Thanks for the comments and input.

Mistrust - GDM - Customer Lifecyle Management

Good Article and Great comments.

India is currently behind in understanding the impact of Social Media. Companies have started entering this domain and have extended their footprints in this space. The "Me-To" force has made companies to think and act, rather than jump into it and react. Retailers are yet to get the benefits of this impact.

With India being the hub of outsourcing and offshoring, it is quite interesting to see how the outsourcing hub is slowly extending the Global Delivery Model in IT to other business segments. These days we are talking about, how India, Thailand, Brazil, Mexico can be a base for your social activities.

The important point to note is that "Trust" will be now shouldered on Brand Advocates and these guys can sit anywhere in the world. The world has indeed Flattened and social advocates will be ceasing the control of your brands. While mistrust is going to be an important caveat in the customer lifecylce management, it is important to note that , people will only TRUST whom others have LIKED or given a THUMBS UP. Sentimental analysis coupled with scenario/ topic analysis will act as a catalyst in identifying the benefits of social media in the future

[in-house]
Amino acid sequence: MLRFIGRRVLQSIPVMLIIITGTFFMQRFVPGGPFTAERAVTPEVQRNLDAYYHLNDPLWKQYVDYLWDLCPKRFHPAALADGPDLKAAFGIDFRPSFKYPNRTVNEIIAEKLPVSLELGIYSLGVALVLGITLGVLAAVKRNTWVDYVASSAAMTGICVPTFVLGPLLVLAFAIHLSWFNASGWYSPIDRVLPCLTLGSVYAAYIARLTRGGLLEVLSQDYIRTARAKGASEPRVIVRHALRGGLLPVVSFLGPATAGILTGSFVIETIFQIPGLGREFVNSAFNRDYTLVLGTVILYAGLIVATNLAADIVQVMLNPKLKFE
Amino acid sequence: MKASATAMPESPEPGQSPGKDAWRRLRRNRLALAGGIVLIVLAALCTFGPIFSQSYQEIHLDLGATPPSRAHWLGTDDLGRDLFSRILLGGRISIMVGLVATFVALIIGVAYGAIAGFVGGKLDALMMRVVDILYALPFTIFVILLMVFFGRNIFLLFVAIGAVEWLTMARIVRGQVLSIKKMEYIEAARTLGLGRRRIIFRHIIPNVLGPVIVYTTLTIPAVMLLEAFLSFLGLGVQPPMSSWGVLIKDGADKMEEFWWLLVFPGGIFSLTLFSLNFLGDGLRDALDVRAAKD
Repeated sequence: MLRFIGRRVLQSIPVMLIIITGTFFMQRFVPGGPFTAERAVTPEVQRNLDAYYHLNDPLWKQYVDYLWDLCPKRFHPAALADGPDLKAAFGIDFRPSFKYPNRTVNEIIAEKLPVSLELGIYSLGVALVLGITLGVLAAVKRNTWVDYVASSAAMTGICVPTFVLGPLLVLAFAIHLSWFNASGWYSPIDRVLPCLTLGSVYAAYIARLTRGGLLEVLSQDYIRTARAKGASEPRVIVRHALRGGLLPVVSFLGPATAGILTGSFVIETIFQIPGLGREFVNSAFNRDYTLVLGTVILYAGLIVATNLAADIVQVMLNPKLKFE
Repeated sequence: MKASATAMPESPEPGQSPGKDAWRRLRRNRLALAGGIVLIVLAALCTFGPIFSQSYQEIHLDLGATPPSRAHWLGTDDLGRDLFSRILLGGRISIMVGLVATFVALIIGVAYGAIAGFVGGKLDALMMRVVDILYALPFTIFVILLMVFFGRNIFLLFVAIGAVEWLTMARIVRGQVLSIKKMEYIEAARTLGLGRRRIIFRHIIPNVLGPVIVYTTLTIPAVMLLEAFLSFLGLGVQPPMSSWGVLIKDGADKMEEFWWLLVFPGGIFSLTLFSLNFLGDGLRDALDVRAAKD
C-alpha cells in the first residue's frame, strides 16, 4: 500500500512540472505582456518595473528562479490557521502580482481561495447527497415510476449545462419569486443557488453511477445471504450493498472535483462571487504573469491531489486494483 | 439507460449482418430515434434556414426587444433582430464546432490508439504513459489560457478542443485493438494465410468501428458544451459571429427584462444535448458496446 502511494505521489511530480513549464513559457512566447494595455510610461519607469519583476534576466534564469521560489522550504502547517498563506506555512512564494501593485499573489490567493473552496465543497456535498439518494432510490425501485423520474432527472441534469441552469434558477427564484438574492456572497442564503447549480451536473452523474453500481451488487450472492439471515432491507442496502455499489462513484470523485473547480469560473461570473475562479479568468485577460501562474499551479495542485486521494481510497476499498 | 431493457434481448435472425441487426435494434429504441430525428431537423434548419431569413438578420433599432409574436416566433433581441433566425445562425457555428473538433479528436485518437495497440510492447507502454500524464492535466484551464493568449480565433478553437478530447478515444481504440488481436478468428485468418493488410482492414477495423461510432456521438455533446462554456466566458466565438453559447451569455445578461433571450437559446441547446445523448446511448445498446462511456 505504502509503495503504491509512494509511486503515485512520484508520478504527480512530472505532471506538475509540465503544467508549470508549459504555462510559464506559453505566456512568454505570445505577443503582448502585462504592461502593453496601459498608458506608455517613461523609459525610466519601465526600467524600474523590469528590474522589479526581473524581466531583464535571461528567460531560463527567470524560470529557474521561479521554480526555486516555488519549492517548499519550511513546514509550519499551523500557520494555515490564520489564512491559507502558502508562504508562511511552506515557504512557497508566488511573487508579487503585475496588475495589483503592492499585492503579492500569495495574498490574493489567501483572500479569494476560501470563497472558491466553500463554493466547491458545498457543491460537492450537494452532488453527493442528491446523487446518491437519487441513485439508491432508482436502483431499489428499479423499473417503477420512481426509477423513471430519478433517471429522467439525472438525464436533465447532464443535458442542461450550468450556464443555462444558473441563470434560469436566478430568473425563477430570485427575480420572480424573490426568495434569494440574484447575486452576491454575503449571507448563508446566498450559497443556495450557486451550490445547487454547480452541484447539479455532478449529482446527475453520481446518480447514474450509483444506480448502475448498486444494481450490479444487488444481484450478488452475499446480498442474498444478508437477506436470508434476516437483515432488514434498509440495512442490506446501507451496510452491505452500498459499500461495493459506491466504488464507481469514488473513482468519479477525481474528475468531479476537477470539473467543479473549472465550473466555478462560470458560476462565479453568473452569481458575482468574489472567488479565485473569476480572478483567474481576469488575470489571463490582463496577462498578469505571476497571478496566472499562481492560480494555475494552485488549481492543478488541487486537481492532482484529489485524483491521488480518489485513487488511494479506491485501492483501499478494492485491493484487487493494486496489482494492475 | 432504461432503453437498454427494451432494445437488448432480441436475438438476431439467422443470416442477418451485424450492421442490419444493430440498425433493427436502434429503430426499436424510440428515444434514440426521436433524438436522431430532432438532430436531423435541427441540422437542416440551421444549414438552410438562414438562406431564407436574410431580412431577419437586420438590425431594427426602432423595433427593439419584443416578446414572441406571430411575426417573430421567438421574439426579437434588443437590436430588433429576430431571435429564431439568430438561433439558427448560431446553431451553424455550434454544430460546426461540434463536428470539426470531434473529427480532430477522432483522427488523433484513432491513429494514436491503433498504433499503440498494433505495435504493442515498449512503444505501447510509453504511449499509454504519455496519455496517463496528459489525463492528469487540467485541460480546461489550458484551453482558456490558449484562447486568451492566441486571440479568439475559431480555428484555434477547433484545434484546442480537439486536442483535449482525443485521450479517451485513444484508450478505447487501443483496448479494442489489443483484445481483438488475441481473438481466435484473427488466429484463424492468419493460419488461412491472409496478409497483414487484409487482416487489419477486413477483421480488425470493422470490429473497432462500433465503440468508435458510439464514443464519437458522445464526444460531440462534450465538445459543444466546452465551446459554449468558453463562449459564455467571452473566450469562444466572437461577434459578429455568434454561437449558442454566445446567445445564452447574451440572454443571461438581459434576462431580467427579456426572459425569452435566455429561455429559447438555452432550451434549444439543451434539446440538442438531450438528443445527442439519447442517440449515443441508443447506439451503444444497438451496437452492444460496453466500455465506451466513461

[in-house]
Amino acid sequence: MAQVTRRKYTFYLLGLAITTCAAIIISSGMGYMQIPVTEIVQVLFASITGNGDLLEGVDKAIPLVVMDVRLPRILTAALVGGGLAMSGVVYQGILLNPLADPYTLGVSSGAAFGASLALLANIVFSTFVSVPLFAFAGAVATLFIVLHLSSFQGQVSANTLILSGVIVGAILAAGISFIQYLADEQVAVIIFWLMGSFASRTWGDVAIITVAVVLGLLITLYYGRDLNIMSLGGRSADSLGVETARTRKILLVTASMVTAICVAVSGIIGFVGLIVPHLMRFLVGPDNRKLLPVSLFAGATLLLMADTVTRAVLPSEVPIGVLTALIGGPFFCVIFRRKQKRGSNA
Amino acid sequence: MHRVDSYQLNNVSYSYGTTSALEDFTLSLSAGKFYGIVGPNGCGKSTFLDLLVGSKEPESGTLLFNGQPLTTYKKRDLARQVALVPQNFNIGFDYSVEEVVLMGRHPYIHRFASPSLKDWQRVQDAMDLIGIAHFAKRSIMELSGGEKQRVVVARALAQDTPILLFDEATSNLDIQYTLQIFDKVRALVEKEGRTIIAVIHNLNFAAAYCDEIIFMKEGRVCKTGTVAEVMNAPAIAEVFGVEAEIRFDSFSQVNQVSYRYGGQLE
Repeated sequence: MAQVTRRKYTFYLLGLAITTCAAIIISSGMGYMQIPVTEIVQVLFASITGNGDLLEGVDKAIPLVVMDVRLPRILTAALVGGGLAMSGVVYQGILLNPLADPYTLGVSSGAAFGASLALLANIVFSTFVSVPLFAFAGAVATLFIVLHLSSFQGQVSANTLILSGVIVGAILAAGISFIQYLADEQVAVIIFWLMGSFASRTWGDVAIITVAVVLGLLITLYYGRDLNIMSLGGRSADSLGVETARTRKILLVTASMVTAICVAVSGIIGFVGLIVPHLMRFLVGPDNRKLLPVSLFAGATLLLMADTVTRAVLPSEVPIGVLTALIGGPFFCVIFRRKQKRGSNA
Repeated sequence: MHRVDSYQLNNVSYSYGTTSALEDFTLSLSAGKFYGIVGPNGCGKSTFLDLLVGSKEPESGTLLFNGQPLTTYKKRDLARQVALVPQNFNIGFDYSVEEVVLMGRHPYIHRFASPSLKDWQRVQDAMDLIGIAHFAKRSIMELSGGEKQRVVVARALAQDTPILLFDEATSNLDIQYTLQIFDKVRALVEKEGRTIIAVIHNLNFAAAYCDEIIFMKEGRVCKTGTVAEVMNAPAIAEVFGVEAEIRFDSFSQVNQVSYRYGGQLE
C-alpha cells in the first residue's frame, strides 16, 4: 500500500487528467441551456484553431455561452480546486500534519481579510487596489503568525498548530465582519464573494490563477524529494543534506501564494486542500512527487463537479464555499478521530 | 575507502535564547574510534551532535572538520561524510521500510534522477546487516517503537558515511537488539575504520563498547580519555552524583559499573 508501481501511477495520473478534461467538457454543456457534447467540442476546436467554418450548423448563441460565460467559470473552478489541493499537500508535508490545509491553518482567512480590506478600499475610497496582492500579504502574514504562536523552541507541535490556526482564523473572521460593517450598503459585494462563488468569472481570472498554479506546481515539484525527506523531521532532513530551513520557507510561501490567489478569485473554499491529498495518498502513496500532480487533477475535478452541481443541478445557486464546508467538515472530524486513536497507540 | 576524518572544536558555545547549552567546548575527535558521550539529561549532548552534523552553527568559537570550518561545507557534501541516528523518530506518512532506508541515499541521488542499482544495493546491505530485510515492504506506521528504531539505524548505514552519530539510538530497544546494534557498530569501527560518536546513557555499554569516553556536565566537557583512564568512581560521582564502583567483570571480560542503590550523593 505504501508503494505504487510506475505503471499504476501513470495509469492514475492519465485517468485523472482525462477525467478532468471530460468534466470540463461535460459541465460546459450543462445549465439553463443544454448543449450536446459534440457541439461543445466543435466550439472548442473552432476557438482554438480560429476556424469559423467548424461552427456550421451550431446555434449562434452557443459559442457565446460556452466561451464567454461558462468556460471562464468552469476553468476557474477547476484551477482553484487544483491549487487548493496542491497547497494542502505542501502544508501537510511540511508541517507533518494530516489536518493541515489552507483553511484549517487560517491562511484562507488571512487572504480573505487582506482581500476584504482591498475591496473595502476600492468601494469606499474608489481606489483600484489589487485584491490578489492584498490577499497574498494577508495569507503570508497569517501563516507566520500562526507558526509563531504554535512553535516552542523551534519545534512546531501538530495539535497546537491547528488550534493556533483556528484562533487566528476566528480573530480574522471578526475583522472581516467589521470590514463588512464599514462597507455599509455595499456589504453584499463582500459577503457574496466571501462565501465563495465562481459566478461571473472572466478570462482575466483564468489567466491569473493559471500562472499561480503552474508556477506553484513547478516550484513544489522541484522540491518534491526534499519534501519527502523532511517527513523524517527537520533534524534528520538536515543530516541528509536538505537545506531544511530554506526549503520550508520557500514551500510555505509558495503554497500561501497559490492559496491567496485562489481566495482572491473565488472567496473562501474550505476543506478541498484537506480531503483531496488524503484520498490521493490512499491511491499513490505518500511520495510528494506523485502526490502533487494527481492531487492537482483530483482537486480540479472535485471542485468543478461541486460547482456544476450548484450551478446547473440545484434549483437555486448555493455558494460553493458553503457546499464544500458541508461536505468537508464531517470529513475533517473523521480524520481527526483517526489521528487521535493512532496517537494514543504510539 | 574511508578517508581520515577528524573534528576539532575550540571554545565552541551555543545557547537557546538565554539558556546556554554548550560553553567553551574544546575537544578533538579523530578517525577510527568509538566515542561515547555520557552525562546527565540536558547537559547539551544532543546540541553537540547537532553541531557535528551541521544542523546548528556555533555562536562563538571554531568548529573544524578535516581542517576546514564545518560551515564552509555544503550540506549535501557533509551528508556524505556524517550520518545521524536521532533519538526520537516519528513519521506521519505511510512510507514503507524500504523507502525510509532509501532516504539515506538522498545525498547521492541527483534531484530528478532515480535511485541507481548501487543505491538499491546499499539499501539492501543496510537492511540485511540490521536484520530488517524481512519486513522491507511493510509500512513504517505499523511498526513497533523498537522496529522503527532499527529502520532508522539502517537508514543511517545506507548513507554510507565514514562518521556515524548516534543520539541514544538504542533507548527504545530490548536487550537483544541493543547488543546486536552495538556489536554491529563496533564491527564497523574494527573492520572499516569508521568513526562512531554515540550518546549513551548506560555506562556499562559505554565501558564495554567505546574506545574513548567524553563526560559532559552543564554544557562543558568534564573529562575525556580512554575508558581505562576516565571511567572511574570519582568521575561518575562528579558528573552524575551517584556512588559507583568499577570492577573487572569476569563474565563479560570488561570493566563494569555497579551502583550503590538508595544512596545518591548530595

Great conversation starters

Great conversation starters here. Thanks for this post.

1) completely agree. Filters will get better. The best marketing will still make it through fine because the best marketing does not look like marketing OR spam

2) I have to say I disagree here. I think consumers may begin to resist following or friending brands, but I think that is already what we have out of the gates, before all this social media brand interaction even started. Hence why Facebook ads and giveaways and Like gated pages are the most successful methods for getting fans today. Compare it to email. Email subscriptions are a stronger relationship than Facebook and Twitter following, and yet marketers still manage to create massive lists and results with the right offers.

3) Not all successful social media campaigns are on Facebook today. Not sure what you mean here. You would be safer to say MOST successful social media efforts are on Facebook, but can't see how that one will change either.